Tom Butt
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  January 1970 - Back from R&R
January 1, 2020

I was in Sydney for New Year 1970 (50 Years Ago - Christmas in Vietnam, December 9, 2019) but a couple of days later I was back in Vietnam. At he end of January, I would have a little over a month left in Vietnam.

I had pretty much worked myself out of my regular job, but to keep me occupied, in January 1970, I was assigned to sit on the board of the Long Binh Special Court Martial. Under the Uniform Code of Military Justice, the Special Courts Martial is reserved for serious crimes. There is a presiding judge, who is a JAG officer and four other individuals, the “board,” who function somewhat like a civilian jury. I was one of those four individuals. The courts martials were held in the USARV Headquarters complex at Long Binh. Incidentally, that complex is the only thing left of Long Binh today. Based on Google Earth, it was pretty much intact in 2015 but appears to be in a process of replacement today.

A special court-martial is the intermediate court-martial level, and there are two types. The first consists of a military judge, trial counsel (prosecutor), defense counsel, and, should the accused elect, a four-member panel, i.e., jury. In this type of special court-martial, an accused may elect to be tried by the military judge alone, i.e., without a panel. In the second type of special court-martial, the convening authority may order that only a military judge determine an accused’s guilt or innocence and possible sentence. Regardless of the offenses involved, a sentence by a special court-martial where the accused has the option of having a panel is limited to no more than twelve months confinement (or a lesser amount if the offenses have a lower maximum), forfeiture of pay, a bad-conduct discharge and reduction in rank (for enlisted personnel), and certain lesser punishments. A sentence by a special court-martial with a military judge alone, i.e., with no panel authorized, is no more than six months confinement (or a lesser amount if the offenses have a lower maximum), forfeiture of pay for six months, and reduction in rank for an enlisted accused. An officer accused in a special court-martial cannot be dismissed from the service, be confined, or reduced in rank. (

Figure 1 - USARV Headquarters Complex 1969, Long Binh

Figure 2 – Former USARV Complex 2015, Long Binh (Google Earth)

Figure 3 - Former USARV Complex 2019 Long Binh (Google Earth) The eastern portion has been replaced with new buildings

I recall two cases that came before us. The first was a soldier who had been accused of a “fragging,” that is tossing a hand grenade into the tent of his sergeant and seriously wounding him. We convicted him, but I don’t recall what his sentence was.

The second case was more troubling. A lieutenant at the 46th Engineer Battalion compound, just down the street from us, had accidentally killed his best friend, 1st Lt. Richard J. Roughgarden on September 14, 1969, by shooting him in the head with a .45 on the balcony of their two-story hootch building. He was 26 years old. The incident had occurred after an evening of drinking at the battalion officer’s club. There were no witnesses. Both the prosecution and the defense accepted that it was an accident, but the prosecution wanted a manslaughter verdict. There were not supposed to be any loaded weapons inside the perimeter of Long Binh Post except for guard duty, and the prosecutor made a case for negligence. Eventually, I believe that we delivered a manslaughter verdict but directed only a letter of reprimand because we believed the man had suffered enough and would carry the guilt of his actions with him the rest of his life.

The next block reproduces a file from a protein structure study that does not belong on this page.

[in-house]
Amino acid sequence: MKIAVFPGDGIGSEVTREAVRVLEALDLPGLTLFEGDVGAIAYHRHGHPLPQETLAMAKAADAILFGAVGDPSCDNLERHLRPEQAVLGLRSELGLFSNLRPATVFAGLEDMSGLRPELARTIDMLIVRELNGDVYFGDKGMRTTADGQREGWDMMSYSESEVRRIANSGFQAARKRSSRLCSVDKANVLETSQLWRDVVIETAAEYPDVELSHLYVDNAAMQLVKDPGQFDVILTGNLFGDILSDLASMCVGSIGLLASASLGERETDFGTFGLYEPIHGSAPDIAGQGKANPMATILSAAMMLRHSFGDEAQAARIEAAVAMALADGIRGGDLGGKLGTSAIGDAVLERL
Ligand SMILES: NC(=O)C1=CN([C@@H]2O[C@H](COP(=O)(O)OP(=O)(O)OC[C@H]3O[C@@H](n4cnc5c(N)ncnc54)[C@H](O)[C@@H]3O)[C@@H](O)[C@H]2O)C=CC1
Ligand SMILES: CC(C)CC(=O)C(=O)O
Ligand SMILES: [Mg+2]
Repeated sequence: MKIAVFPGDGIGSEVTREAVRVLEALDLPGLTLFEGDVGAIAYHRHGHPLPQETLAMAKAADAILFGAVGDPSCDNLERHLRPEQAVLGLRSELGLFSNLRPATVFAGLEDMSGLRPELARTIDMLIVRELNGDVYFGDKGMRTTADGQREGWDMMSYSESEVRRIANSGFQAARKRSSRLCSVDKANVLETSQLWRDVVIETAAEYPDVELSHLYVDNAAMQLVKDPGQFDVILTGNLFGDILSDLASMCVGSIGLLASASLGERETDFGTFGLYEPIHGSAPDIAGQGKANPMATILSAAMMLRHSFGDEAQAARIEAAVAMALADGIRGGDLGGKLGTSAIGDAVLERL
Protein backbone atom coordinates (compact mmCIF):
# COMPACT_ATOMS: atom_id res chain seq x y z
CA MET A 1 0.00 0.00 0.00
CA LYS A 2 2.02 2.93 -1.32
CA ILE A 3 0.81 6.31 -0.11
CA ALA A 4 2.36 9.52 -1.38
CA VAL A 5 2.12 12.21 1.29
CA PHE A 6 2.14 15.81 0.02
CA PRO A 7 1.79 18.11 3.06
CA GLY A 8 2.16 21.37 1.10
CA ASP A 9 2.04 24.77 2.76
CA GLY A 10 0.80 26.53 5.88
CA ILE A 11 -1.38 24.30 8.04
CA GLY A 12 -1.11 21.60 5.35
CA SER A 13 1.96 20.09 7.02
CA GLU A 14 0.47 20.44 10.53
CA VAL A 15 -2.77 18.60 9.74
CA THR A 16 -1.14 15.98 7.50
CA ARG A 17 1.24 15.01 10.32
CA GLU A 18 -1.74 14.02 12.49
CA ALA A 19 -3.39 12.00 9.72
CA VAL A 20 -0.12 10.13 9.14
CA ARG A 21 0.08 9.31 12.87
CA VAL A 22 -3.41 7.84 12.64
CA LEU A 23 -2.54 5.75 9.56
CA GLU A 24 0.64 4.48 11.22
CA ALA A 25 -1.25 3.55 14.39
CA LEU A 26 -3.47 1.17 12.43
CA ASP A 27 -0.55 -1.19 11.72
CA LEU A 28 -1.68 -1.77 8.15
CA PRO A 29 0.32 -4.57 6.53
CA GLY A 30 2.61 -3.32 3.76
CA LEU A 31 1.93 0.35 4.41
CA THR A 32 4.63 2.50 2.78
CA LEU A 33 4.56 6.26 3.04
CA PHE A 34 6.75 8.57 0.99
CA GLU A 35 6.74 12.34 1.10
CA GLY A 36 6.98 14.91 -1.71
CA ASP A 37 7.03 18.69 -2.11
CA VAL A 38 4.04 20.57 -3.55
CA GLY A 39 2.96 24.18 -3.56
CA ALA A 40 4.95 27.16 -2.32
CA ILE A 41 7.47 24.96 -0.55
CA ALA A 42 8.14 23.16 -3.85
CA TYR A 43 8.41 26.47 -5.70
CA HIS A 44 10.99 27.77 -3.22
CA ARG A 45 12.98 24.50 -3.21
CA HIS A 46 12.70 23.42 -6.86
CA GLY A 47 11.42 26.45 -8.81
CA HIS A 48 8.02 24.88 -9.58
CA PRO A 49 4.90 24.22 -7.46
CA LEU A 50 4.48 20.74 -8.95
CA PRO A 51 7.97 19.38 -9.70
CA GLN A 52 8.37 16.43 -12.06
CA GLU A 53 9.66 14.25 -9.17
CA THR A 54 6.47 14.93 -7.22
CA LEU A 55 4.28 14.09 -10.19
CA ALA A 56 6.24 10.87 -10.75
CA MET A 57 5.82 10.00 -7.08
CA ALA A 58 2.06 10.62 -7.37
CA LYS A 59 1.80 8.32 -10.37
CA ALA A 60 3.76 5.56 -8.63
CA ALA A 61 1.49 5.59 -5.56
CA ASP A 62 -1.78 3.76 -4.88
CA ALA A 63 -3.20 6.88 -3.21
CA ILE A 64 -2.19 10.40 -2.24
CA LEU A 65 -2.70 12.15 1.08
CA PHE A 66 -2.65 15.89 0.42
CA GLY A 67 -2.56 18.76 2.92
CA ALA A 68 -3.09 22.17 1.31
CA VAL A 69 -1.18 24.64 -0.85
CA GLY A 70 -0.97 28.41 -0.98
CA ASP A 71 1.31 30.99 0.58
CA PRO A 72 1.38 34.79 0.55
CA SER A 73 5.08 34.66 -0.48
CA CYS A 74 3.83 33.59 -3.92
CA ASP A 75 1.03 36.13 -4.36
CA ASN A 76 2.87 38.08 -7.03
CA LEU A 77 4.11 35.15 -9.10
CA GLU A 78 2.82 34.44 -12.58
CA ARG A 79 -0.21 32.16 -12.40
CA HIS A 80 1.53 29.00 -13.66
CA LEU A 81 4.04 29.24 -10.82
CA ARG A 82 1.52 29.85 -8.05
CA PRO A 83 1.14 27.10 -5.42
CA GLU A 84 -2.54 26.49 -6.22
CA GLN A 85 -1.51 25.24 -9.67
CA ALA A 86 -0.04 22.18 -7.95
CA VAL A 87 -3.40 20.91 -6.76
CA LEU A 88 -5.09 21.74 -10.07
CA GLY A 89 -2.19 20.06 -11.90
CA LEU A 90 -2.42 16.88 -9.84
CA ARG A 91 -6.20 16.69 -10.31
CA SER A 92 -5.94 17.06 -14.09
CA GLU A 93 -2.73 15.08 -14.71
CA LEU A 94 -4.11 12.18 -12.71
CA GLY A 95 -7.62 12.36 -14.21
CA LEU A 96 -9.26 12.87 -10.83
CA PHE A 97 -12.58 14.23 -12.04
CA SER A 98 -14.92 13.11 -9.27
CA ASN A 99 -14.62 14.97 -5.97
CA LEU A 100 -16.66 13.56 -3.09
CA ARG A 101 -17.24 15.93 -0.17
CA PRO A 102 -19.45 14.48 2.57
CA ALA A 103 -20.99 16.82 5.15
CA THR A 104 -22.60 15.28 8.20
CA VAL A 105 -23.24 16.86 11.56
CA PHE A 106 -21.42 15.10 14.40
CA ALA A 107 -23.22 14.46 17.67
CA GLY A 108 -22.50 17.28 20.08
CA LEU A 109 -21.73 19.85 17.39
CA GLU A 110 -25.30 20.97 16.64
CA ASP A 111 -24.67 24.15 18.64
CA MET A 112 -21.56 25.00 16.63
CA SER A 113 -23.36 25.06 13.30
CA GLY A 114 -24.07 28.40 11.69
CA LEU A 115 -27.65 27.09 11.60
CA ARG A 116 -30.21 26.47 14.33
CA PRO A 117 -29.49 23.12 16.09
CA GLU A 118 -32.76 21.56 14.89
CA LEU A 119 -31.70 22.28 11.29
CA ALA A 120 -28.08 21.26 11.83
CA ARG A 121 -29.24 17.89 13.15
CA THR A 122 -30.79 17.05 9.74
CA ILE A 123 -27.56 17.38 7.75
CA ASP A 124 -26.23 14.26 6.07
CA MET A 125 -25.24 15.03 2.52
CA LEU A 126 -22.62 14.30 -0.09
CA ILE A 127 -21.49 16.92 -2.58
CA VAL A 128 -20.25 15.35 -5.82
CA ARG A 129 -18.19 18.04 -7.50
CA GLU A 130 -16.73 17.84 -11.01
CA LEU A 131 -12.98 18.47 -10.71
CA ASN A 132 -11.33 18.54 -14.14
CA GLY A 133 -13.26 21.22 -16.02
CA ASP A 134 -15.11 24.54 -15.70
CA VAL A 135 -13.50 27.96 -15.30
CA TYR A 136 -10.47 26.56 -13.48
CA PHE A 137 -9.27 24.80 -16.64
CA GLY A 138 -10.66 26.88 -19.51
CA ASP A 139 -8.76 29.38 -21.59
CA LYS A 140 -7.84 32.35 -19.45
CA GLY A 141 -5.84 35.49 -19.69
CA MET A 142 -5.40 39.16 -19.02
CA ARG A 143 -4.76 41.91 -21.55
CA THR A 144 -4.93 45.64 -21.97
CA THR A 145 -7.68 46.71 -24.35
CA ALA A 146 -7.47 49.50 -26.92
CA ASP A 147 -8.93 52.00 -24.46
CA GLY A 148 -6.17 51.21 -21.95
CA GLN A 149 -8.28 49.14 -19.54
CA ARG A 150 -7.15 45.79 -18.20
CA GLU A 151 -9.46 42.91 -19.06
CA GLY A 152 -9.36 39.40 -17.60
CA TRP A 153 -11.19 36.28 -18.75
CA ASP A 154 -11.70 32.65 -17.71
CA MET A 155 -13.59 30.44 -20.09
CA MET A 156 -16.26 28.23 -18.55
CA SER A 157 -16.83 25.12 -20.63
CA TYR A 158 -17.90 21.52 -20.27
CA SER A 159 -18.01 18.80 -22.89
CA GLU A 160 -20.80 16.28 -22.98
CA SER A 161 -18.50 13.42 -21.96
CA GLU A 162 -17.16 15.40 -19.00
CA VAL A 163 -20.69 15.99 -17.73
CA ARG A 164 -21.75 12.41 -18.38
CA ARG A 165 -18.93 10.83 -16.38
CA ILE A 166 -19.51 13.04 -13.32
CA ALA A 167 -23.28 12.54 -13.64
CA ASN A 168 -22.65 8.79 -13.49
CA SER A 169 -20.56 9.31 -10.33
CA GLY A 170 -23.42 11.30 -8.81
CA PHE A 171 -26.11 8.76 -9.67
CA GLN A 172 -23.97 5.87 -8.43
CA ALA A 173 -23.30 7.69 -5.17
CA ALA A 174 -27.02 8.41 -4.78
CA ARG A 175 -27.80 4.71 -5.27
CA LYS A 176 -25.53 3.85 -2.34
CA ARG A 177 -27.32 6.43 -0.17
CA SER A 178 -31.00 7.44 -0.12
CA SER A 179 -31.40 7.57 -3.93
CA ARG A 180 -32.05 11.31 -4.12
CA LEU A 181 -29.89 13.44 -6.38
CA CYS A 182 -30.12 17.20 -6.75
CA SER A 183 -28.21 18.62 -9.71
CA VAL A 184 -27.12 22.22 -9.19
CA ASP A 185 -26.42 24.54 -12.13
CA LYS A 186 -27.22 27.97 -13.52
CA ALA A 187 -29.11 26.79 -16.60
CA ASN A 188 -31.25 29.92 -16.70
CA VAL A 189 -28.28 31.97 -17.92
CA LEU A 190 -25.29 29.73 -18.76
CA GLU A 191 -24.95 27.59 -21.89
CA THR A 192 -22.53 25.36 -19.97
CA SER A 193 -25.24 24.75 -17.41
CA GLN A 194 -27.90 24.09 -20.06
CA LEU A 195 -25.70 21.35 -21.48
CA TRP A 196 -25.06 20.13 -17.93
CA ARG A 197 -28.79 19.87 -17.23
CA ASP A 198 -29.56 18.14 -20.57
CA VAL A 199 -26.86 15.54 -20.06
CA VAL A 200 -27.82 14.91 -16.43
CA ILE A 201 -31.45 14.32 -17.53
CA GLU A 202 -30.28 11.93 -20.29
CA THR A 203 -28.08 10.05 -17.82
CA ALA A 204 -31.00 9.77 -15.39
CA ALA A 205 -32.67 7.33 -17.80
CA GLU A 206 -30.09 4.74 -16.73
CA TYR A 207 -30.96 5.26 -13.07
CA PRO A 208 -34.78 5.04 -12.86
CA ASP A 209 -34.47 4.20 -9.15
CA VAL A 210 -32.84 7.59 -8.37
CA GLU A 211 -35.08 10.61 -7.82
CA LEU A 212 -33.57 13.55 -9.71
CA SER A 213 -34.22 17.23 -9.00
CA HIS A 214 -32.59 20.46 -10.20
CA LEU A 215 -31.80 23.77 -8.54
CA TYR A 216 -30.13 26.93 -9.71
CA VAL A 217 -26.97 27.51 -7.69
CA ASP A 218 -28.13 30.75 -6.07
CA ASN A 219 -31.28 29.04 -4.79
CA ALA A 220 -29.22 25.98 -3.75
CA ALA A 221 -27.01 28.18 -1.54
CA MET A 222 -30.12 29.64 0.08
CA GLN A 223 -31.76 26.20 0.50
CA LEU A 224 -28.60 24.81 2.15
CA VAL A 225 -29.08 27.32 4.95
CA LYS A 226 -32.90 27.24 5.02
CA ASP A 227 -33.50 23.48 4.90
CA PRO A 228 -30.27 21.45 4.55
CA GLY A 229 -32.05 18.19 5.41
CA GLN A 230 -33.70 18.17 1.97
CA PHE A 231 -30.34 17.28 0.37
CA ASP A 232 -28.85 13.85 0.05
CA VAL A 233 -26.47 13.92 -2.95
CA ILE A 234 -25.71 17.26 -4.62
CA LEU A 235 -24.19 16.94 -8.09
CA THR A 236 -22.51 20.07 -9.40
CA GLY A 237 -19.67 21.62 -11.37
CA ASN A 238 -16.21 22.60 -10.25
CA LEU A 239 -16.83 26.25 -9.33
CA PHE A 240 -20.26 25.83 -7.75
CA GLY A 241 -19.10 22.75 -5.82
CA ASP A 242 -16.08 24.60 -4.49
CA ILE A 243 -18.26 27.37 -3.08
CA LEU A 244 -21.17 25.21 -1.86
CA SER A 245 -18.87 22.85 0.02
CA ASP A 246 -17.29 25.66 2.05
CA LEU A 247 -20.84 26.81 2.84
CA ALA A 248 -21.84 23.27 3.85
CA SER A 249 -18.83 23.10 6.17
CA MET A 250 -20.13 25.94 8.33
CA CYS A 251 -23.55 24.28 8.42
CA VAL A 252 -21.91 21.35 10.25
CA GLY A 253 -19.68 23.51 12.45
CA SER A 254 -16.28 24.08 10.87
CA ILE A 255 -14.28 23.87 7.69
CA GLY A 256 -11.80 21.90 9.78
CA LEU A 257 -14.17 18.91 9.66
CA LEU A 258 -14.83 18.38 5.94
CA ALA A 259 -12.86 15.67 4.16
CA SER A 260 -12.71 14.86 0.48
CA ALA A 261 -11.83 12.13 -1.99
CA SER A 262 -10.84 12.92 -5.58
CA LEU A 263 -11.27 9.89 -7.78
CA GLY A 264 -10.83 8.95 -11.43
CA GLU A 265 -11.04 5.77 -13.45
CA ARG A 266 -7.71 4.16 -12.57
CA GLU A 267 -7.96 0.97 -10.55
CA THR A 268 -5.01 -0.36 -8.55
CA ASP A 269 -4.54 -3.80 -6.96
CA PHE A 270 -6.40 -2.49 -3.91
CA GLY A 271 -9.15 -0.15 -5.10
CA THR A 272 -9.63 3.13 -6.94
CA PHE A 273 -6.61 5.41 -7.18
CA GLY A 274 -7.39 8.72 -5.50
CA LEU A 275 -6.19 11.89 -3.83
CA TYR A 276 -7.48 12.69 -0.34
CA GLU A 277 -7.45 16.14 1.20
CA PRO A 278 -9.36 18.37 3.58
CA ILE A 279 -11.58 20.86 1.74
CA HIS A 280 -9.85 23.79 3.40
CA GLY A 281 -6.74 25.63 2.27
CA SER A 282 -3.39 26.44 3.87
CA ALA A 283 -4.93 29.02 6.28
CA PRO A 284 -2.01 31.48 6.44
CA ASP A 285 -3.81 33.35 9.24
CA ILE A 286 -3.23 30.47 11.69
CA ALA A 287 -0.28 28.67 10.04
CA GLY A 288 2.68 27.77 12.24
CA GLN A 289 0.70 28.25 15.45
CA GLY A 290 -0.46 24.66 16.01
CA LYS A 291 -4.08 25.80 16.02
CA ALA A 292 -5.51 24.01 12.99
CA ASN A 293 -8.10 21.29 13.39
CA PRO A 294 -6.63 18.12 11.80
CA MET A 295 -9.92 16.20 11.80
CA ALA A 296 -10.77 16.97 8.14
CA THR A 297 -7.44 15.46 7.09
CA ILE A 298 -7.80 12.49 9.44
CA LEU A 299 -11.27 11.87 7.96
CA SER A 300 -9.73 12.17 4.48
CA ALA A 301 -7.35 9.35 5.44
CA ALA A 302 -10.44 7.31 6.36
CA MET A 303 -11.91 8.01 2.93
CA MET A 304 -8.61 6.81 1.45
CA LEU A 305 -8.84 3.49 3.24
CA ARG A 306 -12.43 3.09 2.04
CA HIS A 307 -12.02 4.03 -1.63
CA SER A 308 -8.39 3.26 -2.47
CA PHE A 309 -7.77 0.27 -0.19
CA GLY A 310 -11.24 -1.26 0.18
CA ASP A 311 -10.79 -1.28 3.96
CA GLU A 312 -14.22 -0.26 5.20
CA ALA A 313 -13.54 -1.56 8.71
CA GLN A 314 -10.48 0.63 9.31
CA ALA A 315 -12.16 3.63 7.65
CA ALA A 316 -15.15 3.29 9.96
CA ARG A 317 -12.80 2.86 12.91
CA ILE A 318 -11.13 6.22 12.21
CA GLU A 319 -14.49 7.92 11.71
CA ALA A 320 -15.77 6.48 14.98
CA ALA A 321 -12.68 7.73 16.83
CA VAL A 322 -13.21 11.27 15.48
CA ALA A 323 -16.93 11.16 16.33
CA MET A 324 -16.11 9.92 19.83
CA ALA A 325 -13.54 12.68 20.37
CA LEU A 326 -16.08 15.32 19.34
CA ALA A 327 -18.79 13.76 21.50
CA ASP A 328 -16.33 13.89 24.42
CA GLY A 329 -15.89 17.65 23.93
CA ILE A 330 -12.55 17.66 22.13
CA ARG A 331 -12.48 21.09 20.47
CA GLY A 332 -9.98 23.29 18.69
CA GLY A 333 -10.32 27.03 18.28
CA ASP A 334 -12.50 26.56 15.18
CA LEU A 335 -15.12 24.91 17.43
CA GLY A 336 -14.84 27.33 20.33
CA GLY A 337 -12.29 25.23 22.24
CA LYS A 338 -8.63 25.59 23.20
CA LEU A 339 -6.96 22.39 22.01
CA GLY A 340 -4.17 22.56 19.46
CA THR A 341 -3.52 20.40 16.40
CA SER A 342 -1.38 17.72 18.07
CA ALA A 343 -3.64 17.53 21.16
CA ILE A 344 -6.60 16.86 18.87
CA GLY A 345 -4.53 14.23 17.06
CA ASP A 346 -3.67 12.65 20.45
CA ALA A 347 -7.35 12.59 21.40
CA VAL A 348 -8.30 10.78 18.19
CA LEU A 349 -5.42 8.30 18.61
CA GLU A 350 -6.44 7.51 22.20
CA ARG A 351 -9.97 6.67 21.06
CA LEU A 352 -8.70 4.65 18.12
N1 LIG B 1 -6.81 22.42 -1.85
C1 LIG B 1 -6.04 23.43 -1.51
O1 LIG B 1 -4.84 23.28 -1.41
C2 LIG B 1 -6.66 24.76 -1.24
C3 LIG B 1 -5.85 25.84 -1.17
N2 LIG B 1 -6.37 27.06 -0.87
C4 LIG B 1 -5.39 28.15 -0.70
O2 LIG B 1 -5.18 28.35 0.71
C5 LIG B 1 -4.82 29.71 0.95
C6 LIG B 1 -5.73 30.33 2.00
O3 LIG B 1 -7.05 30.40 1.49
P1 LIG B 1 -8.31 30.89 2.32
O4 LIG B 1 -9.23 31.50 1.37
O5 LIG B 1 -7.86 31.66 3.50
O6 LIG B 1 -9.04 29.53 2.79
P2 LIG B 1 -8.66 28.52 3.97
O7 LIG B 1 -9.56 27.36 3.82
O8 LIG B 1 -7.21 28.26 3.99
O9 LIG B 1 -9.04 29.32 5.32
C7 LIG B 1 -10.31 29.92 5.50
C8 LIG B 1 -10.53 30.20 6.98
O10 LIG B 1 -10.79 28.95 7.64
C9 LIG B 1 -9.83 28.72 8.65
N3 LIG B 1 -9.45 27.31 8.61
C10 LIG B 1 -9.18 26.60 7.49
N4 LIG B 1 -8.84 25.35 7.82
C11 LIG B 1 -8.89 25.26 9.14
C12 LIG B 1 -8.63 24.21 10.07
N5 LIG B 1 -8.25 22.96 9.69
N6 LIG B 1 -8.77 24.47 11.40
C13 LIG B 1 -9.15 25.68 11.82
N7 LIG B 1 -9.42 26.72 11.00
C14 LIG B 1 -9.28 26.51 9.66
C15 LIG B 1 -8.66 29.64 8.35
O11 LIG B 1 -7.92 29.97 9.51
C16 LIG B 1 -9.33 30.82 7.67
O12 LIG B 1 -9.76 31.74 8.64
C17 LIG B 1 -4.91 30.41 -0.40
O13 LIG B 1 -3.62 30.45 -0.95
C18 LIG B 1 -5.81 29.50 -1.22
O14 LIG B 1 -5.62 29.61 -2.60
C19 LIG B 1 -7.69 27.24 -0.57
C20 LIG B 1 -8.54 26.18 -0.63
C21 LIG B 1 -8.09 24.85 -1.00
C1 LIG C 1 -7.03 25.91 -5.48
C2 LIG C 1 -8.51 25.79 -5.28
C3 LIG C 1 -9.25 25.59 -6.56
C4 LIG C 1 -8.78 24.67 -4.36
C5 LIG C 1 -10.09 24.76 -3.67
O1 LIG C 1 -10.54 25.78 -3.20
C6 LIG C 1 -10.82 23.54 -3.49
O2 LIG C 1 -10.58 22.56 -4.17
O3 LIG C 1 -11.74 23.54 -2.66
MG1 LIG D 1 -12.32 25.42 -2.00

War is a dangerous place. Not all casualties are a direct result of combat.

Richard (Rich) Joseph Roughgarden graduated from Notre Dame with a Bachelor of Architecture degree in 1966, a year before I graduated from the University of Arkansas with the same degree. A friend of Rich’s, Don Mulcare, wrote many years later:

I met Rich Roughgarden at Notre Dame. He illuminated his architectural drawings much like an ancient monastic scribe. They were works of art, science, and social commentary. Shortly after the assassination of President John F. Kennedy, Rich took me along on a road trip east. I visited friends in Brooklyn and attended the Notre Dame-Syracuse game in the old Yankee Stadium. Rich and I lost track of each other, but years later, I noticed his obituary in the Notre Dame Magazine. He served in an engineering unit and died in an accident. His name is on the Wall.

Roughgarden entered active duty November 21, 1968, and in 1969 was a 1st Lieutenant in the Corps of Engineers assigned to the 46th Engineer Battalion, 159th Engineer Group, 20th Engineer Brigade at Long Binh, Vietnam.
Richard J. Roughgarden

On the night of September 14, 1969, after a night of drinking at the battalion Officers Club, Roughgarden and his best friend, another lieutenant, were on the second floor balcony of their two-story “hootch” (“hootch” is slang for any primitive living quarters in a Vietnam combat zone). Somehow, Roughgarden was fatally shot in the head by his friend with his friend’s .45 pistol.

Although the 46th Engineer Battalion compound was next door to my 159th Headquarters compound, I didn’t know either Roughgarden or his friend, but I was nevertheless drawn unforgettably into the tragedy when I was appointed to serve on the board of a Special Courts Martial in the spring of 1970.

Roughgarden, who was from Hawthorne, New Jersey, was born August 19, 1943, the son of Frederick and Anna Mae Roughgarden. He had one brother. He was 26 years old when he died, one of 58,220 Americans who died in Vietnam. His name is on the Vietnam Memorial Wall at Panel W18, Line 86.